From there we drove to Bonneville. An unbelievable experience! This is definitely a must on everyone's bucket list. Anything can drive here, from a motorcycle made with the engine of a concrete mixer, to the hypermodern rocket-propelled car that goes over 1000km/h. That's why the rule book is filled with the latest safety technology. Which do not fit my engines.

During our visit,we had a conversation with the head of the technical inspection,Mr. Tom Evans. An incredible moment. Good laugh! Finally,we were invited to weed. I spoke to Tom with the question if I could come and ride oldtimer motorcycles, his answer: "No problem, there are several riding them". What I saw riding oldtimers, were: Triumph Bonneville and NortonCommando engine blocks in a state-of-the-art frame, to follow the rules. I told him I wanted to come with "real" oldtimers, so pre 1920's metbikes. He looked at me and offered me the best place for next year, in the front, so everyone could see it well. I told him that I didn't come to exhibit them but to ride them, his answer: "You can't do that, can you?! So old, they don't drive anymore". My bikes still ride (sometimes). I asked him if it was possible and what I had to comply with. The first thing he did was take the rule book. Not that rule book again!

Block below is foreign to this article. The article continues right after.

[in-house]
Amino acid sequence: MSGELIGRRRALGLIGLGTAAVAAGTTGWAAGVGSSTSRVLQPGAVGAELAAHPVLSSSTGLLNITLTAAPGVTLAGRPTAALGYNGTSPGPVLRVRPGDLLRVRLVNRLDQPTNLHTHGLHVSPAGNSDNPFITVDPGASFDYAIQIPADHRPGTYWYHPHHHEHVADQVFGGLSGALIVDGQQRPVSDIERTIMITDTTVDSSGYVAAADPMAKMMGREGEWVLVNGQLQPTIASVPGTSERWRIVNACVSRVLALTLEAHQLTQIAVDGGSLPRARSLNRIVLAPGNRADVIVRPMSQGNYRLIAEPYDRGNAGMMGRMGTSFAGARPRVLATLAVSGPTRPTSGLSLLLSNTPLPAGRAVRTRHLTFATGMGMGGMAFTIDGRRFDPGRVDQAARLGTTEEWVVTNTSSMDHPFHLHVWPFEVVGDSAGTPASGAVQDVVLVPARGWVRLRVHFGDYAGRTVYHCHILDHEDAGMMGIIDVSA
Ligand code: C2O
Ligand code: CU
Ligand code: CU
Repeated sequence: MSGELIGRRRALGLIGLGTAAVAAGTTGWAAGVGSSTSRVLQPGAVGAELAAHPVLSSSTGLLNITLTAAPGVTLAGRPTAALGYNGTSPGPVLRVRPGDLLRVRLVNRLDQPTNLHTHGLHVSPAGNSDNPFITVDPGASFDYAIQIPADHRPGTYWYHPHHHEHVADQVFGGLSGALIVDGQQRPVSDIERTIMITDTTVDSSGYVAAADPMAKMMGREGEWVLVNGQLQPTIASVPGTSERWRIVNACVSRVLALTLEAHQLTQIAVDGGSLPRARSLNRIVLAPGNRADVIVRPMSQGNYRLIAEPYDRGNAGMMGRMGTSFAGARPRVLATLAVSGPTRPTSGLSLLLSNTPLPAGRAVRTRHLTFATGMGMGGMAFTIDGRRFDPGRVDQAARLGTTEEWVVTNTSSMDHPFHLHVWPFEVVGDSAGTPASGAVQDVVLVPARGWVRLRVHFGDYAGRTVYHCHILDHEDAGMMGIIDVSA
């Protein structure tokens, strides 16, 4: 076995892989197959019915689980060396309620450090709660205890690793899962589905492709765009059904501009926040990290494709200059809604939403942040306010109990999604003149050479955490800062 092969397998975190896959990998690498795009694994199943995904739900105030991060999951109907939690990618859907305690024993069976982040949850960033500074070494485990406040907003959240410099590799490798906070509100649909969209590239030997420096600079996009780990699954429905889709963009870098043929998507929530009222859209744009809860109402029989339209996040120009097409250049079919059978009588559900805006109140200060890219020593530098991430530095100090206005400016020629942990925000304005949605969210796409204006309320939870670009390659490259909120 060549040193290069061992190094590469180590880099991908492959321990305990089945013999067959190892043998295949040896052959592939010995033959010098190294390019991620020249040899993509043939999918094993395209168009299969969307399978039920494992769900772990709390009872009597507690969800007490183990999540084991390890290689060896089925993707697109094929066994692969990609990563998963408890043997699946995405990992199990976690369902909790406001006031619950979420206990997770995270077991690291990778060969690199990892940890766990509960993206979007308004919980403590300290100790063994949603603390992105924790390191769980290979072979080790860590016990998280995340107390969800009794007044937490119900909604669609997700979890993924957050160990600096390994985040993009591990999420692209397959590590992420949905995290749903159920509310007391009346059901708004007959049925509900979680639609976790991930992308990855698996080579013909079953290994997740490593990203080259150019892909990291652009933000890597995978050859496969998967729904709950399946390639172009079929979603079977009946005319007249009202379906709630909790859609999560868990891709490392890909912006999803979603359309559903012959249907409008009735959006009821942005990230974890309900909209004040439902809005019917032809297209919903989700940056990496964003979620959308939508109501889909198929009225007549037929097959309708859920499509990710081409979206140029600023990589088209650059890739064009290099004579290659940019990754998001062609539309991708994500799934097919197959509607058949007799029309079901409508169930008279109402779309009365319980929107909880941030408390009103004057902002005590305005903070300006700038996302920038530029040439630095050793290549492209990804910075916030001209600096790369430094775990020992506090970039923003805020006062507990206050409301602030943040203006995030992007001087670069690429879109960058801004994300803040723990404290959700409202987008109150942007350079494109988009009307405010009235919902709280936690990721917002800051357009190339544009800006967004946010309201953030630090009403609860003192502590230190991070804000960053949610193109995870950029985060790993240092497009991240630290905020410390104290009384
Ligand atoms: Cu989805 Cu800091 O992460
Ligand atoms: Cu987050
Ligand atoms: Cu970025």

First he told me that the tires should have a DOT indication (maximum speed indication), but I drive with Talon tires and this didn't exist then. Tom was very surprised and didn't know what I was talking about; you'll all know it when you start telling a stranger about your bike. The problem was soon solved when he knew that I probably wasn't going to break a new world record for some hypermodern bike. The deal was that if the tyres weren't too old and hadn't cracked, I could still ride with him (I'll take the can of shoe polish from BurtMunroe with me).